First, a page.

“We’re not going against batteries,” says Jorgo Chatzimarkakis, Secretary General of Hydrogen Europe, the Brussels-based organisation that promotes hydrogen technologies. In an interview with Energy Post, he explains that the grid is simply “too small” to cope with the amount of renewable power needed for a “deep decarbonisation”.
Borchardt appears to take a similar view: “I do not see that if you take renewables alone, that the capacity of our grid is sufficient in order to take in all the renewables necessary.” For Borchardt, power-to-gas is the key to both “green” gas and sector coupling.
Power-to-gas in Europe today is limited to pilot projects with ambitions to scale up to MWs. “[But] if you take 2030 as the horizon for electricity reform, we need gigawatts,” Borchardt concludes. Power-to-gas needs to work at industrial scale. That’s what the Commission wants to help realise.
European policymakers’ ambitions are in sync with market developments. The big gamechanger for hydrogen in the past year has been the growing interest of energy-intensive industries to use “green” hydrogen (produced by electrolysis i.e. power-to-gas) or “blue” hydrogen (produced from natural gas but with carbon capture and storage) to decarbonise.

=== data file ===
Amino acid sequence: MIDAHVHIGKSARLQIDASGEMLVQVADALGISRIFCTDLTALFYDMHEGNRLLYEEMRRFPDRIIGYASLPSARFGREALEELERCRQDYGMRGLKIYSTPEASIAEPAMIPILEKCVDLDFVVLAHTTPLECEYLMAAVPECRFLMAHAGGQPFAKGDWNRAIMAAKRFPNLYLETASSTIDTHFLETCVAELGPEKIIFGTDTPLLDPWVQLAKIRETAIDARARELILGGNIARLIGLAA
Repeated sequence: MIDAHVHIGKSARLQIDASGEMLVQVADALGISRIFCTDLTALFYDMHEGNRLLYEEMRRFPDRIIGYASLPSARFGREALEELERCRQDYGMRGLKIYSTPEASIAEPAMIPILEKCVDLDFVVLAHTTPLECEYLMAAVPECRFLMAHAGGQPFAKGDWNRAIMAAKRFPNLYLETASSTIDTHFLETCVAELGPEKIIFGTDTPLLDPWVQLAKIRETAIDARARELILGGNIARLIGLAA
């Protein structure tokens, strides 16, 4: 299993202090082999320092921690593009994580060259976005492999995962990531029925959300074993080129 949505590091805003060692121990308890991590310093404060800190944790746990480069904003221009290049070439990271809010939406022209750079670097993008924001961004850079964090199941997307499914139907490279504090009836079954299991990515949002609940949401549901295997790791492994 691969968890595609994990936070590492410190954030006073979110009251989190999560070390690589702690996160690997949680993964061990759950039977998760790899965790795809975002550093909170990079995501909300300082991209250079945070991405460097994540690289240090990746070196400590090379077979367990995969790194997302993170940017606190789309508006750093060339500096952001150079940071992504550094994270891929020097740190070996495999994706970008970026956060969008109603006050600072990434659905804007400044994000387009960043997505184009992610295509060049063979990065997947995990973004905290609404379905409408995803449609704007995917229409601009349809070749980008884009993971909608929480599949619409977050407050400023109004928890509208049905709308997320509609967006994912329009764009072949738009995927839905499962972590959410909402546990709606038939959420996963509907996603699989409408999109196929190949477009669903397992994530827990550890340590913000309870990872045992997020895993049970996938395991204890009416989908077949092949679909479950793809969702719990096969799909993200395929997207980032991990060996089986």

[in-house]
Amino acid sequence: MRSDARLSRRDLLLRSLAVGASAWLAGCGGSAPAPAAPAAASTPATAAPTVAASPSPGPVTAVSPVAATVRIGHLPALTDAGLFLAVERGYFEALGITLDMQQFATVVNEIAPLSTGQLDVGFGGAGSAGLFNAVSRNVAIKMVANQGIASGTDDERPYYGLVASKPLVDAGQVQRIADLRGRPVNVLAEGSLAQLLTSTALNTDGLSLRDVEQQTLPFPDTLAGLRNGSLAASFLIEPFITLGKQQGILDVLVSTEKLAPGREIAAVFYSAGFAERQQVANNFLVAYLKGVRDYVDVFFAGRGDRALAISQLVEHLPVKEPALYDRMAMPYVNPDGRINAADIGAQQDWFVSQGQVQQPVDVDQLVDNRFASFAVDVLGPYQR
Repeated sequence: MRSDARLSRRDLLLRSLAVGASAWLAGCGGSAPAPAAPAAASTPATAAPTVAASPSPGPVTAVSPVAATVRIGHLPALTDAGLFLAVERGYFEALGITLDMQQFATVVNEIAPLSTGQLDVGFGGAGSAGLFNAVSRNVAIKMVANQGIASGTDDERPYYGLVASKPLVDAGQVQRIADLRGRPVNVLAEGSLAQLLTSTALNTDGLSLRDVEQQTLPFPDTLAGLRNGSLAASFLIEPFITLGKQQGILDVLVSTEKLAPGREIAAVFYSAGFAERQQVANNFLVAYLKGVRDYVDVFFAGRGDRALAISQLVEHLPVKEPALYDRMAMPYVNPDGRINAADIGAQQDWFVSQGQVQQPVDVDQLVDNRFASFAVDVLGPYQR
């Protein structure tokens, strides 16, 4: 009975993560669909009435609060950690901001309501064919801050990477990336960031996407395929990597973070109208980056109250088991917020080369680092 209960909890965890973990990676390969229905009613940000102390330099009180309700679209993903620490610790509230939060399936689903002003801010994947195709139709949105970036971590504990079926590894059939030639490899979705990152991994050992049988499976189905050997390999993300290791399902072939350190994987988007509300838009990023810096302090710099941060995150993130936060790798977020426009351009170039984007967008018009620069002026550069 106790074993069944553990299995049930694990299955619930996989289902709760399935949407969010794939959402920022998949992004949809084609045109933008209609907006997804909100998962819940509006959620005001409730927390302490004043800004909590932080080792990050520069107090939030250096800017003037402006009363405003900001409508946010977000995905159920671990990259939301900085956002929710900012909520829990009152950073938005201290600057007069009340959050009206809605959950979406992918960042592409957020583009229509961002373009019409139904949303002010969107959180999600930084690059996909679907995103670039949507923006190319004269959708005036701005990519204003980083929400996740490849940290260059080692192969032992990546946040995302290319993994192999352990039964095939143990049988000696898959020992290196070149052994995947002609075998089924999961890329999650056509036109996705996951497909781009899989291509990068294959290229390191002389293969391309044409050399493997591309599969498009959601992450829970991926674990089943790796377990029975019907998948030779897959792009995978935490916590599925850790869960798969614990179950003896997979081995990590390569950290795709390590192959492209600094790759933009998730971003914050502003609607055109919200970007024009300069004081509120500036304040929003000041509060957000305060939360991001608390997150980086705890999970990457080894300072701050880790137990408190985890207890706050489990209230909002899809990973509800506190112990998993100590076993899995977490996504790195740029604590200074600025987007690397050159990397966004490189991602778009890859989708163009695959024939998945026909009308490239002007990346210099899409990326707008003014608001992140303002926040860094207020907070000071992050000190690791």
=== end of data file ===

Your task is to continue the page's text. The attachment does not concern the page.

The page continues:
There are several big projects underway in Europe. An initiative in Leeds to convert the local gas grids to hydrogen has expanded into an industry-led project that foresees the supply of pure (blue) hydrogen to chemical and refining customers, as well as injecting some of it into the local gas grid to help decarbonise heating.
One of the key questions today is how much hydrogen can safely be mixed into existing pipes and used by existing appliances, says Eva Hennig, Head of Department for EU policy at Thüga AG, the biggest alliance of municipal utilities in Germany, in an interview. There are tests underway across Europe.
Meanwhile, a first industrial-scale hydrogen electrolysis plant is planned for a Shell refinery near Cologne for 2020. A consortium including ITM Power plans to build the 10MW plant for €20 million. Separately, chemicals giant Akzo Nobel and Dutch gas grid operator Gasunie plan a 20MW green hydrogen plant in the northern Netherlands, as a first step towards a regional “Green Hydrogen Economy“.
The steel industry is also interested, with pilot projects getting underway to replace coke-fired blast furnaces with green (or blue) hydrogen. These kinds of projects could be future beneficiaries of an EU Emission Trading Scheme (ETS) innovation fund.